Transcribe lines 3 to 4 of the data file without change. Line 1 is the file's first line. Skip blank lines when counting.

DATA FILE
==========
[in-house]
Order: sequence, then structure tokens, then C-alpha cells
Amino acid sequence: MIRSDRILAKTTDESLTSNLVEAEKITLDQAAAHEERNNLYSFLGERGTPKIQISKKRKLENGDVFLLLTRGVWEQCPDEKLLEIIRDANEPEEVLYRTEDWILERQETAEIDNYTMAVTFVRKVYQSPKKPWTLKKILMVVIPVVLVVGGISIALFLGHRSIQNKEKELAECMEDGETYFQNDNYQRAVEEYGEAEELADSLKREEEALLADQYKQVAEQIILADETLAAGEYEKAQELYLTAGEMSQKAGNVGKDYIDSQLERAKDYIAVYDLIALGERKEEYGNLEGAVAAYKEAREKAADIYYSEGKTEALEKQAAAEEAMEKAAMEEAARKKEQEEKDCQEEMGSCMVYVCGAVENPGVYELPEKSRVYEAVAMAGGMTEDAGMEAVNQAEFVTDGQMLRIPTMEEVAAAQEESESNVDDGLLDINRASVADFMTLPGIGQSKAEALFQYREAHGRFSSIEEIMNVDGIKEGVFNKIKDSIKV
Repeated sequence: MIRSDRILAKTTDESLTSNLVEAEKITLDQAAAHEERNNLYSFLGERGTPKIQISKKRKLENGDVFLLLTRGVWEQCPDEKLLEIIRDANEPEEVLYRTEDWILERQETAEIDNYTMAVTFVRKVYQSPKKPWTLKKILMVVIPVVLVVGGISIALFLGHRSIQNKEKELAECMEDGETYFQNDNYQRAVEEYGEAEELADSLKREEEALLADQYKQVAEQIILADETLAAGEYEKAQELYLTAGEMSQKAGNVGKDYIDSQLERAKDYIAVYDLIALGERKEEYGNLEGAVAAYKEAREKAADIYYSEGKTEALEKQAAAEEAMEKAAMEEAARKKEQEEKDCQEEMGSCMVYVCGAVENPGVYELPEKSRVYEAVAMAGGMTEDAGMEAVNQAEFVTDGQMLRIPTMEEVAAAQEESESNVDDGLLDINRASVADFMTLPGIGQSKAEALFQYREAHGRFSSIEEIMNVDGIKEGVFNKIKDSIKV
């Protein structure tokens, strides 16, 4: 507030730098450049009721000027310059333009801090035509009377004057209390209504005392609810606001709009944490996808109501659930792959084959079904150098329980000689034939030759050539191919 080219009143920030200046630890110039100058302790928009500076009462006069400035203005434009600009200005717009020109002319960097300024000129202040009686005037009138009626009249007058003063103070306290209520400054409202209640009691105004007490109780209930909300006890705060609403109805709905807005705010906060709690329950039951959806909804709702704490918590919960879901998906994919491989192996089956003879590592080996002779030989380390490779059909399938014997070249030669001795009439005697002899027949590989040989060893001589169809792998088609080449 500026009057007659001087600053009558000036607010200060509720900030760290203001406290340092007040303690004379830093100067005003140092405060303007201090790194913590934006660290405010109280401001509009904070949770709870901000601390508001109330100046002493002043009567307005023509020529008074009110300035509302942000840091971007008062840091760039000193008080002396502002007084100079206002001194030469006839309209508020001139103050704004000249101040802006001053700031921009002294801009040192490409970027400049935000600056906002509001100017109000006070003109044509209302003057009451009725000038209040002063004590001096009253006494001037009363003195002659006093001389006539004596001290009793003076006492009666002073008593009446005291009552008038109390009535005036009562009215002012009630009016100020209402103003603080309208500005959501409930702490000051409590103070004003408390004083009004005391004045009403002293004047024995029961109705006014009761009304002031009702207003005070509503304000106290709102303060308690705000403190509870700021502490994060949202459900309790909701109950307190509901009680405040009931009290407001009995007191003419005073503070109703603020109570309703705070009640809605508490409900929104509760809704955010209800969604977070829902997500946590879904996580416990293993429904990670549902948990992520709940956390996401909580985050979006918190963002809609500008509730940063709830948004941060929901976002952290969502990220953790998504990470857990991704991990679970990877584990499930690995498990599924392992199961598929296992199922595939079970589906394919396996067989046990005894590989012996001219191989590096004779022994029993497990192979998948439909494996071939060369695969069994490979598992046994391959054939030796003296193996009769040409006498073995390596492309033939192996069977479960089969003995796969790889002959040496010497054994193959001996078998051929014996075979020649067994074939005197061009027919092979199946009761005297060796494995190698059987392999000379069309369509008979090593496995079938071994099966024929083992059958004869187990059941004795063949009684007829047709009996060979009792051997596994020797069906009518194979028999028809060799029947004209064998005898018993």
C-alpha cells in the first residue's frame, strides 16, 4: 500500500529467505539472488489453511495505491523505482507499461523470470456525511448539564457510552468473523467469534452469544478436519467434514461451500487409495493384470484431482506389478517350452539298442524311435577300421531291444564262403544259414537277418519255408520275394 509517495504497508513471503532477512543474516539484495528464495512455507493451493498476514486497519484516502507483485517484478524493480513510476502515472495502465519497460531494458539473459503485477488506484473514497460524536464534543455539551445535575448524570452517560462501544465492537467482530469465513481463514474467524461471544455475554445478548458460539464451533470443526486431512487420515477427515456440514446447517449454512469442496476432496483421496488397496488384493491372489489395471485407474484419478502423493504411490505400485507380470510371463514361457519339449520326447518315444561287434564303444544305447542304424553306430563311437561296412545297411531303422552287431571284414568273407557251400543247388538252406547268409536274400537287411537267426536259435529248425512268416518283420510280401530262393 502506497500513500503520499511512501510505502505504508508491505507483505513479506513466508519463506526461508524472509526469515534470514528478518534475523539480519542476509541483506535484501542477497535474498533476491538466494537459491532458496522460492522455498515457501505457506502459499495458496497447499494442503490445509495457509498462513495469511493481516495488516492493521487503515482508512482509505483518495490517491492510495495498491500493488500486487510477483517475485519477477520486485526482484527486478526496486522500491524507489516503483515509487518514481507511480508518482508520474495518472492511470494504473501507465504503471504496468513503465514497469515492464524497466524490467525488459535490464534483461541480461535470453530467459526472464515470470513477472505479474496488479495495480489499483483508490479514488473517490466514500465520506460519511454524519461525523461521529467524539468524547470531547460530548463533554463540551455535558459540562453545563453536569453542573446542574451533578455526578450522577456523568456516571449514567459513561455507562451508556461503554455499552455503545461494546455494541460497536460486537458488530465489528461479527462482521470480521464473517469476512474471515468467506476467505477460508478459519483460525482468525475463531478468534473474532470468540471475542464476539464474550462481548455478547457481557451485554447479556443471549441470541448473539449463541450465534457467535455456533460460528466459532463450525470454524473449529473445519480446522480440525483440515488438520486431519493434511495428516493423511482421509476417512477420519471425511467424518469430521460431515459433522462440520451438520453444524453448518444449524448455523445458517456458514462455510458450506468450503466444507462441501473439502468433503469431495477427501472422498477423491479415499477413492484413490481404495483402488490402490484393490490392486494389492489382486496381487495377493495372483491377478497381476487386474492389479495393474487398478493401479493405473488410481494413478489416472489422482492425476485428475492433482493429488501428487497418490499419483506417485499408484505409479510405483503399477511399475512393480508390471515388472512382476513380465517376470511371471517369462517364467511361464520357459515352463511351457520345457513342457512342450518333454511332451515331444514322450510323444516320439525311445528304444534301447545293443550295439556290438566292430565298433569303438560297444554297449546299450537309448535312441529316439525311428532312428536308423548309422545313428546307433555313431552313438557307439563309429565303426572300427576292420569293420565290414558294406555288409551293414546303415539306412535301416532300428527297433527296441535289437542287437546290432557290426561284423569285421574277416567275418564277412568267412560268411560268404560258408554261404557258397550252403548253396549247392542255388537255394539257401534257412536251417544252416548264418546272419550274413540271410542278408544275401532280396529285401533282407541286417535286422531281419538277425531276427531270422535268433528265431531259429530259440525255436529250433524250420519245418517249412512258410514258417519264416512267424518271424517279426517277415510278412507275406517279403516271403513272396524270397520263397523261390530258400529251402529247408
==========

Amino acid sequence: MIRSDRILAKTTDESLTSNLVEAEKITLDQAAAHEERNNLYSFLGERGTPKIQISKKRKLENGDVFLLLTRGVWEQCPDEKLLEIIRDANEPEEVLYRTEDWILERQETAEIDNYTMAVTFVRKVYQSPKKPWTLKKILMVVIPVVLVVGGISIALFLGHRSIQNKEKELAECMEDGETYFQNDNYQRAVEEYGEAEELADSLKREEEALLADQYKQVAEQIILADETLAAGEYEKAQELYLTAGEMSQKAGNVGKDYIDSQLERAKDYIAVYDLIALGERKEEYGNLEGAVAAYKEAREKAADIYYSEGKTEALEKQAAAEEAMEKAAMEEAARKKEQEEKDCQEEMGSCMVYVCGAVENPGVYELPEKSRVYEAVAMAGGMTEDAGMEAVNQAEFVTDGQMLRIPTMEEVAAAQEESESNVDDGLLDINRASVADFMTLPGIGQSKAEALFQYREAHGRFSSIEEIMNVDGIKEGVFNKIKDSIKV
Repeated sequence: MIRSDRILAKTTDESLTSNLVEAEKITLDQAAAHEERNNLYSFLGERGTPKIQISKKRKLENGDVFLLLTRGVWEQCPDEKLLEIIRDANEPEEVLYRTEDWILERQETAEIDNYTMAVTFVRKVYQSPKKPWTLKKILMVVIPVVLVVGGISIALFLGHRSIQNKEKELAECMEDGETYFQNDNYQRAVEEYGEAEELADSLKREEEALLADQYKQVAEQIILADETLAAGEYEKAQELYLTAGEMSQKAGNVGKDYIDSQLERAKDYIAVYDLIALGERKEEYGNLEGAVAAYKEAREKAADIYYSEGKTEALEKQAAAEEAMEKAAMEEAARKKEQEEKDCQEEMGSCMVYVCGAVENPGVYELPEKSRVYEAVAMAGGMTEDAGMEAVNQAEFVTDGQMLRIPTMEEVAAAQEESESNVDDGLLDINRASVADFMTLPGIGQSKAEALFQYREAHGRFSSIEEIMNVDGIKEGVFNKIKDSIKV